Personal car insurance covers both drivers and occupants in an insured vehicle. Depending on coverage, the car can be driven to and from work and for pleasure use, shopping for groceries, visiting or most anything a driver may want to do. The line is drawn, however, when the driver wants to earn money using the vehicle. Called commercial use, the nature of driving changes, and with that come changes to risk as assessed by insurance companies. For businesses large and small that offer driver training, insuring the vehicles used to teach G1 students requires commercial insurance issued for this purpose.
How Commercial Endorsements Work for Driving Instructors
The insurance companies who offer driving school car insurance are specialized. Not every insurer may offer coverage, but those that do may have special features offered to this industry, such as dedicated brokers and adjusters who specialize in the driver training industry.
Frequently, the commercial insurance portion is added to a policy in a section called an endorsement. Informally, this may also be called a rider or an add-on. Essentially, a driver training endorsement extends existing policy coverage to include the time that the vehicle is used as a driver training car. This means that, in terms of insurance, driver training is permitted and all drivers and occupants are covered.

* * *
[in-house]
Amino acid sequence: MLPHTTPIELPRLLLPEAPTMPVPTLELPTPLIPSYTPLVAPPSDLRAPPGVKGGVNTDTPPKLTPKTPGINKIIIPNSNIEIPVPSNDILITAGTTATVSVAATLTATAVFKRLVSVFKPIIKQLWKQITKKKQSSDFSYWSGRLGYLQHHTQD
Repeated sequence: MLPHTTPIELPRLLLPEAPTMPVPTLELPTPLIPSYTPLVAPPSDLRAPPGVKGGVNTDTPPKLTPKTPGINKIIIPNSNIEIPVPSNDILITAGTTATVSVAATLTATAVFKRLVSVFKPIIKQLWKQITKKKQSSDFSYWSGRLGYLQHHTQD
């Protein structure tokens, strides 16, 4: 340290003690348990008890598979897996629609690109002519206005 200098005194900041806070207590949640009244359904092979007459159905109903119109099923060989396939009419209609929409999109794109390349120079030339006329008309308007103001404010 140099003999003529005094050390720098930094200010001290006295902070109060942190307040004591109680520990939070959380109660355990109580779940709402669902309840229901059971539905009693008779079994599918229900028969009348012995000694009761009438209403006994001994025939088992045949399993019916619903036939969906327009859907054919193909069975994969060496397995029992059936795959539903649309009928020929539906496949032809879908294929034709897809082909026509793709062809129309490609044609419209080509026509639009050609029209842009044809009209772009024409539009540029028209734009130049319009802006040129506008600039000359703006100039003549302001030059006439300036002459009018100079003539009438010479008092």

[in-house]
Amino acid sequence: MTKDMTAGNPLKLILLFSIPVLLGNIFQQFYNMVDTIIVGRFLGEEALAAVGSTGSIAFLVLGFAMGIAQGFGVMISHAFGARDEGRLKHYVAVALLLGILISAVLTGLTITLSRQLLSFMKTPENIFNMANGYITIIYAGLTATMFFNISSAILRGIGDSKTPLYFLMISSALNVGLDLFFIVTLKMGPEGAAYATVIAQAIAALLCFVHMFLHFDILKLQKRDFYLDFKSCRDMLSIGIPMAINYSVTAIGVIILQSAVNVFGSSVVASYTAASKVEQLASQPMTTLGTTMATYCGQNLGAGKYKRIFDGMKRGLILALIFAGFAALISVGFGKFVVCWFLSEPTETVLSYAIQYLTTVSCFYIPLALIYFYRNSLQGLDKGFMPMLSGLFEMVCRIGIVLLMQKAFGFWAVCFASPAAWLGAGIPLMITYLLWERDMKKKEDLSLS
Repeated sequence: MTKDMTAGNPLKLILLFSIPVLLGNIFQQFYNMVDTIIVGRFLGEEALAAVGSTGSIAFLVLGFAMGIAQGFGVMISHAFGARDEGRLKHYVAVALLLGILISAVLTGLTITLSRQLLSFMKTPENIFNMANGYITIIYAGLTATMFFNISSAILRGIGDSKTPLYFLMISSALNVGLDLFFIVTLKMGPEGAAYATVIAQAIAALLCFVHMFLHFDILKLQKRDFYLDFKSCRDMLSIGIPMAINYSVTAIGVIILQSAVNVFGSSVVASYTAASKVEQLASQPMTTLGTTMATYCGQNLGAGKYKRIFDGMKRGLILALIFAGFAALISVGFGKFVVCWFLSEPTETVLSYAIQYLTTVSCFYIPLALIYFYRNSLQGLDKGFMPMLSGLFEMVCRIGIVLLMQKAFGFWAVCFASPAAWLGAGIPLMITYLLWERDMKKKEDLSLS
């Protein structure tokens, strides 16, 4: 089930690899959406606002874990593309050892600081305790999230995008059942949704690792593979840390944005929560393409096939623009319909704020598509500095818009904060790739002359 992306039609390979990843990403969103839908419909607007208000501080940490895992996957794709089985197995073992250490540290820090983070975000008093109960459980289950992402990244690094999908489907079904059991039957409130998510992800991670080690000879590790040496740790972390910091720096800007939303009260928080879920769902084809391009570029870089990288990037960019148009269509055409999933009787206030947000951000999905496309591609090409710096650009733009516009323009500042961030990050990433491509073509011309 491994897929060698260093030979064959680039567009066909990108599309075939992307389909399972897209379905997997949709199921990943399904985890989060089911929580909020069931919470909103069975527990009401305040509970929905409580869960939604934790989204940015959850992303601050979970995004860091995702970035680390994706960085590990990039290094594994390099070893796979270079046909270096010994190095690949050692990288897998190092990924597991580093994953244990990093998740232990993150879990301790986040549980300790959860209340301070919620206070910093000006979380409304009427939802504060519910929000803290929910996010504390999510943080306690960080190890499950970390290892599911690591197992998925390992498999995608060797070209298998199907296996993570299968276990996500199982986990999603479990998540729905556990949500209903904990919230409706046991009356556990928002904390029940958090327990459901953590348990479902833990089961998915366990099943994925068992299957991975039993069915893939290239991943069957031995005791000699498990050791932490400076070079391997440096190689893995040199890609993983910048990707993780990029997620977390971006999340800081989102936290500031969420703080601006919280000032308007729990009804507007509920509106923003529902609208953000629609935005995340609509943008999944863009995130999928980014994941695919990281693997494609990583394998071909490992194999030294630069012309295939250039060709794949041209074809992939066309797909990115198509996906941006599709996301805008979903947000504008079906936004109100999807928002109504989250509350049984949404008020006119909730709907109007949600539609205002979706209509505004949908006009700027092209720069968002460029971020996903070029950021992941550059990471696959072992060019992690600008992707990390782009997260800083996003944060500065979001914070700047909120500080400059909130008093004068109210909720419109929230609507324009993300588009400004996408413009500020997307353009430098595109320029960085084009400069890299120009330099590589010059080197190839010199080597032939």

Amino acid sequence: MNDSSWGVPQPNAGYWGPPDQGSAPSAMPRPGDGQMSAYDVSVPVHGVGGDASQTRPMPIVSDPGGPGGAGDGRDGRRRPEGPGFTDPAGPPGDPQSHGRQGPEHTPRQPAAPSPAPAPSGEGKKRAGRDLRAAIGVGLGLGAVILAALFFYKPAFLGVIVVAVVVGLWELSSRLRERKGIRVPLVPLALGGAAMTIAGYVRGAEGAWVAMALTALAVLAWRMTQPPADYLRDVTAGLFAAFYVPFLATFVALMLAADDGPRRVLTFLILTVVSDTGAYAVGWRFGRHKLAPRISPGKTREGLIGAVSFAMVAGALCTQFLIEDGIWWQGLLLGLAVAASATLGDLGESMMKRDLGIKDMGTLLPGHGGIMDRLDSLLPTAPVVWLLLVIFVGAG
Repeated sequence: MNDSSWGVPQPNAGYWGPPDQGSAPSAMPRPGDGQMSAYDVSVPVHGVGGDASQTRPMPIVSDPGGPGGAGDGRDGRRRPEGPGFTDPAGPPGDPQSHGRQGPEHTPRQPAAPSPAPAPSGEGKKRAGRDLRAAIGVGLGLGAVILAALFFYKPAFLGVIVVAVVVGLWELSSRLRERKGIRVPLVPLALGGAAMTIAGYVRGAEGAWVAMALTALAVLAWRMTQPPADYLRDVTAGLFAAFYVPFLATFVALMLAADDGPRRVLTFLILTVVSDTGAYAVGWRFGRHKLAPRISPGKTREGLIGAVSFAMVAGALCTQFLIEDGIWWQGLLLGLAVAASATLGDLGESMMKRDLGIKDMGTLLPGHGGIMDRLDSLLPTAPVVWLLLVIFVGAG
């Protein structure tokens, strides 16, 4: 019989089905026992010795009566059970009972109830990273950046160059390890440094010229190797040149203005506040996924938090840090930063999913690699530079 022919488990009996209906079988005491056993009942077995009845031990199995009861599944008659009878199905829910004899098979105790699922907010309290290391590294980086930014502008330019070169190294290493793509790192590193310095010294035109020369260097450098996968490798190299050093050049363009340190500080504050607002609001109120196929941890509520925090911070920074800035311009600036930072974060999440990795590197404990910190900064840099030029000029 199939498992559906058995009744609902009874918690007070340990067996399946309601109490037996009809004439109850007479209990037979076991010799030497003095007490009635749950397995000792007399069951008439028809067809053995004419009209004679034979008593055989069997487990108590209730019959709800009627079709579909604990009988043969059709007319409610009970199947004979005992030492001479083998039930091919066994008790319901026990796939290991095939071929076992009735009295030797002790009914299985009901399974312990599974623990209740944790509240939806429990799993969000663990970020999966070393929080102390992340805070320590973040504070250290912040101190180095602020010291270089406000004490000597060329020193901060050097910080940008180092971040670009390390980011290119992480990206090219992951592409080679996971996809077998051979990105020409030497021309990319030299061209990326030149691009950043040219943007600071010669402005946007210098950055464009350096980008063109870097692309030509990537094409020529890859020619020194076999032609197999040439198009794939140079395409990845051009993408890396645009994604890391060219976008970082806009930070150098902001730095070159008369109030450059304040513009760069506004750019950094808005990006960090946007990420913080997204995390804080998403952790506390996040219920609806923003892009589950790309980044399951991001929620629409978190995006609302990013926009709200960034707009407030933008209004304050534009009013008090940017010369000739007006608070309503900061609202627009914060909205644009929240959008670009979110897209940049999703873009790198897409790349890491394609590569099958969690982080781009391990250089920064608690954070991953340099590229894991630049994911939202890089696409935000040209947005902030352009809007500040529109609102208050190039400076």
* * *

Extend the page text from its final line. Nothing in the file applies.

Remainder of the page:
Though individual premiums will vary with many factors, it is possible that this endorsement will add significantly to the insurance cost. A driving instructor could pay over three times the cost of regular insurance. Driving schools having many instructors who use their own vehicles for lessons may arrange fleet coverage, potentially saving money over what an individual might obtain.
Limits of Coverage
The Toronto Star investigated driver training schools in the Greater Toronto Area in 2013 and found that there were many driving schools side-stepping the Ministry of Transportation regulations for driver training. Drivers who were licensed to teach in-car and insured to drive for the school were moonlighting under their own company name. These drivers would offer in-car training while referring students to the parent company for in-class portions.
This creates several problems. First, the driver’s own business is usually not MTO-approved, regardless of the fact the driver is certified to teach the in-car lessons. Second, since this extra use of a vehicle may be occurring without informing the car insurance company providing the driving school endorsement, both students and instructors may not be covered while lessons are in progress. In the case of an accident, benefit claims could be denied if it is discovered that the vehicle was used outside of its intended coverage.
Obtaining a commercial endorsement for driver training is required, as is accurately informing the insurance company about how the vehicle is being used, particularly if usage changes.